(366c) Neutron Imaging of An Enzyme Fuel Cell

Authors: 
Aaron, D. S., Georgia Institute of Technology
Hussey, D. S., National Institute of Standards and Technology
Jacobson, D. L., National Institute of Standards and Technology
Baltic, E., Oak Ridge National Laboratory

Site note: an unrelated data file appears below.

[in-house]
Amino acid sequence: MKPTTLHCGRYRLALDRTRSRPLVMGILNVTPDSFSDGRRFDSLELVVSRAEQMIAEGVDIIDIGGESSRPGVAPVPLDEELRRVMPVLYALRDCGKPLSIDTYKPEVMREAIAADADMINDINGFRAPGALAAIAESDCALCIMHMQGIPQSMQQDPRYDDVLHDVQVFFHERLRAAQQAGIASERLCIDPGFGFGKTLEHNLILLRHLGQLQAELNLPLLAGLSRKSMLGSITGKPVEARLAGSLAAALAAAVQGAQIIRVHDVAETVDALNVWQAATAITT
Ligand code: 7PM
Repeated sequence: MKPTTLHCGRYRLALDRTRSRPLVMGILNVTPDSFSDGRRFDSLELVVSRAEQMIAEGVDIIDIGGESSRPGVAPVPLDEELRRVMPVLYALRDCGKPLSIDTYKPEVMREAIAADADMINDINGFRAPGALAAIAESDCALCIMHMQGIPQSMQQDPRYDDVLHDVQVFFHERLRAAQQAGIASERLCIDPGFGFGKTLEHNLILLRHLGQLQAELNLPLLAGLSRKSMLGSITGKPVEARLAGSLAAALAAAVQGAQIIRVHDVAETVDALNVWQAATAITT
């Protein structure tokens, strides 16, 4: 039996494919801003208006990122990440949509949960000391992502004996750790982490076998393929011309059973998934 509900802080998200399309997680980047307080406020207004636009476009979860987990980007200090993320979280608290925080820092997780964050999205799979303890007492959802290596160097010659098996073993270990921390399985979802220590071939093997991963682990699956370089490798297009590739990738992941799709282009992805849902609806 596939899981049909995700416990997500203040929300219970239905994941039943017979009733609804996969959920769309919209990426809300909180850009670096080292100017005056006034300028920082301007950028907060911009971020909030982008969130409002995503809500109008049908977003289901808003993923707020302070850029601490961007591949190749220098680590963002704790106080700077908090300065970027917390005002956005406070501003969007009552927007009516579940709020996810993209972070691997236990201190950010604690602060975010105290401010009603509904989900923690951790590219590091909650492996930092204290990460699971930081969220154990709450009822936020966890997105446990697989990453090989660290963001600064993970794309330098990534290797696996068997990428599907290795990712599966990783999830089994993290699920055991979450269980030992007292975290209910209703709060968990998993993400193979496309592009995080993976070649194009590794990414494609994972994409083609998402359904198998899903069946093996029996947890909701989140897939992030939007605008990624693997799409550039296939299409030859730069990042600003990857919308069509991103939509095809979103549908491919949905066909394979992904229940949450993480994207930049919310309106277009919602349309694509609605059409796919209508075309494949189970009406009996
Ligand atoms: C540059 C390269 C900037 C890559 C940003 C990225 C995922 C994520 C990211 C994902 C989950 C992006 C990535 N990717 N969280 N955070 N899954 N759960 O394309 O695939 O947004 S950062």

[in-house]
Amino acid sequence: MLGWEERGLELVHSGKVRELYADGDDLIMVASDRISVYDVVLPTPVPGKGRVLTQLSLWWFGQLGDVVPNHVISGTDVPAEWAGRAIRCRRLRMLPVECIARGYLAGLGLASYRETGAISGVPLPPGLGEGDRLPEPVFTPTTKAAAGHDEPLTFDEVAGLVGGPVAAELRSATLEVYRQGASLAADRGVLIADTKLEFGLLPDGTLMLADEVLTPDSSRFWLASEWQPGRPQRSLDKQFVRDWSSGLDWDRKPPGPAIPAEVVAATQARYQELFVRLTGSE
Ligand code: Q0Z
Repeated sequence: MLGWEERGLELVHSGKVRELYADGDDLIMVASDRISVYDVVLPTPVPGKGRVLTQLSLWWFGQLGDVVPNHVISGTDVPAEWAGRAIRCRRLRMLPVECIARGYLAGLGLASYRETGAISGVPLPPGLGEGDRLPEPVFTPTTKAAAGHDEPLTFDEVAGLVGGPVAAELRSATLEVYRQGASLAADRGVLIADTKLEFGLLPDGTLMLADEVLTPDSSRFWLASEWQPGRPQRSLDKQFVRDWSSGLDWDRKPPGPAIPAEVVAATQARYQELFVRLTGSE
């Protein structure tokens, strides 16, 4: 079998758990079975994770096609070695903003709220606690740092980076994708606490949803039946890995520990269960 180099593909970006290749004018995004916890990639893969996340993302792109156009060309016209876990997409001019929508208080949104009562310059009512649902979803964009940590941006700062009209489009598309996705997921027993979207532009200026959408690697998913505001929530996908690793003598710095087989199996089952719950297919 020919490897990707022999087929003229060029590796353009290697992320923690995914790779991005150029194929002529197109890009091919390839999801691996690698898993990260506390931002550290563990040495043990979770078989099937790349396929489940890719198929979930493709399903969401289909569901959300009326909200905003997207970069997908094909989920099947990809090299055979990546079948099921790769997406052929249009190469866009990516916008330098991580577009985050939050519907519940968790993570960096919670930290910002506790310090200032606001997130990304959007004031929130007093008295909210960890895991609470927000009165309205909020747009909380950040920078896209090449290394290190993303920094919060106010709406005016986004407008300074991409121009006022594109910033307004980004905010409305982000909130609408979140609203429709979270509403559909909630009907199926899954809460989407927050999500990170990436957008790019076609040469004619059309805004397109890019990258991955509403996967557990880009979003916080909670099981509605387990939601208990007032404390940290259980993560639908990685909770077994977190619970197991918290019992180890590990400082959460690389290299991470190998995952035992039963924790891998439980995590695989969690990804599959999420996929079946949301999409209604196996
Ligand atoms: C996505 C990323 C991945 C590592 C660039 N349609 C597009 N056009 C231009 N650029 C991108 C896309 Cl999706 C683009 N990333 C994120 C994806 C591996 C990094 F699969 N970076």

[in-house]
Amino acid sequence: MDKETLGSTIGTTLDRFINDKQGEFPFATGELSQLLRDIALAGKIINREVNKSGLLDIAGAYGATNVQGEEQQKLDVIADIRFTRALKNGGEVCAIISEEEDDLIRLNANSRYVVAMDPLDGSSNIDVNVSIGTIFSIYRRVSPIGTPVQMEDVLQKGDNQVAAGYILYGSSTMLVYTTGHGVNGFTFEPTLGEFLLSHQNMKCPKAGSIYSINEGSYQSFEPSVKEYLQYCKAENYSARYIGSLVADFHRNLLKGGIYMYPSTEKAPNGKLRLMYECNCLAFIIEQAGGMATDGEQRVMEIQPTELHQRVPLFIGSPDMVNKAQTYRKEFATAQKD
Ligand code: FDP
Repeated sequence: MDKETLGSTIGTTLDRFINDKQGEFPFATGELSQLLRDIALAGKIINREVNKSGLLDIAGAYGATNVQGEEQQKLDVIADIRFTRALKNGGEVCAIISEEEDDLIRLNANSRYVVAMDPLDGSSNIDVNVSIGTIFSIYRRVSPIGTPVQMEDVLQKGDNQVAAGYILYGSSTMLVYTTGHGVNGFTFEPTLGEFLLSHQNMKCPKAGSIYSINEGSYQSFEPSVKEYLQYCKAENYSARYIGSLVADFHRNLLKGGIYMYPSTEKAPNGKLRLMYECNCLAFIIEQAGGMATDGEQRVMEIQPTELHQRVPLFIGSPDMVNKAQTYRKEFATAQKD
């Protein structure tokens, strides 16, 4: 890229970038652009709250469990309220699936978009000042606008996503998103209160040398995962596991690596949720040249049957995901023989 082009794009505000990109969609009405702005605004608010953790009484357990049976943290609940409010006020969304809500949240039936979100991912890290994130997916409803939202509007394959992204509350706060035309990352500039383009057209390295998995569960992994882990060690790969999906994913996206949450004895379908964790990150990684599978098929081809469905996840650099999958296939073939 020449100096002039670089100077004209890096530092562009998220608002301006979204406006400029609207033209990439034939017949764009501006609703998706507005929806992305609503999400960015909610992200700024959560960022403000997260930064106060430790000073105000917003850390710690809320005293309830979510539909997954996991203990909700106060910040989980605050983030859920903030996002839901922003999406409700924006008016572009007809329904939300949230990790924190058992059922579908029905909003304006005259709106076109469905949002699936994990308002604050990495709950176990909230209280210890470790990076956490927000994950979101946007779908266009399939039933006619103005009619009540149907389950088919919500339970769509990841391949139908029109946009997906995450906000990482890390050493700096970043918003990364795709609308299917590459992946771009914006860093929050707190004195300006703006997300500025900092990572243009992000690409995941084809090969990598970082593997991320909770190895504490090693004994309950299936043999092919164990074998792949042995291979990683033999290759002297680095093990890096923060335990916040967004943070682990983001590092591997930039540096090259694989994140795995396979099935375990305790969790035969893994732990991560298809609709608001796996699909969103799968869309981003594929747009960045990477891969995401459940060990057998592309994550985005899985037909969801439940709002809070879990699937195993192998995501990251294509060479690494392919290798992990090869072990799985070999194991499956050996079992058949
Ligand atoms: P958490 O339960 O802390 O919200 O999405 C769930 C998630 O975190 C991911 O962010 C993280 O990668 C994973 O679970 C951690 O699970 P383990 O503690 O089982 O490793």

Platinum is an expensive catalyst that increases the cost of polymer-electrolyte-membrane fuel cells (PEMFCs). In enzyme fuel cells (EFCs), enzymes instead of platinum are used to catalyze the electrochemical reactions. As is the case for PEMFCs, water management affects the performance of EFCs. Water is needed to be present for the enzymes to be active. In previous studies in our laboratory with a three-dimensional cathode EFC, it has been observed that the power output of the EFC was gradually lost. This behavior was attributed to either (i) loss of water in the enzymatic cathode or (ii) loss of enzymatic activity. An attempt was made to measure the water content of the cathode, but these measurements were intrusive to the EFC and interrupted its operation. Here, we employed neutron imaging, which is an ideal technique to in-situ study the water content of an operating fuel cell. Initial experiments verified the technique by introducing a known volume of enzyme solution into the cathode and then determining this volume using neutron imaging. Then, the effects of operating conditions such as feed humidity, feed flow rate, and enzyme solution composition were studied and compared with power output of the EFC. These experiments allowed the separation of contributions from mediator/enzyme decay and dehydration to output loss over time. Electrochemical impedance spectroscopy (EIS) studies were also performed on the EFC to provide a better understanding of how various operating parameters affected internal resistances.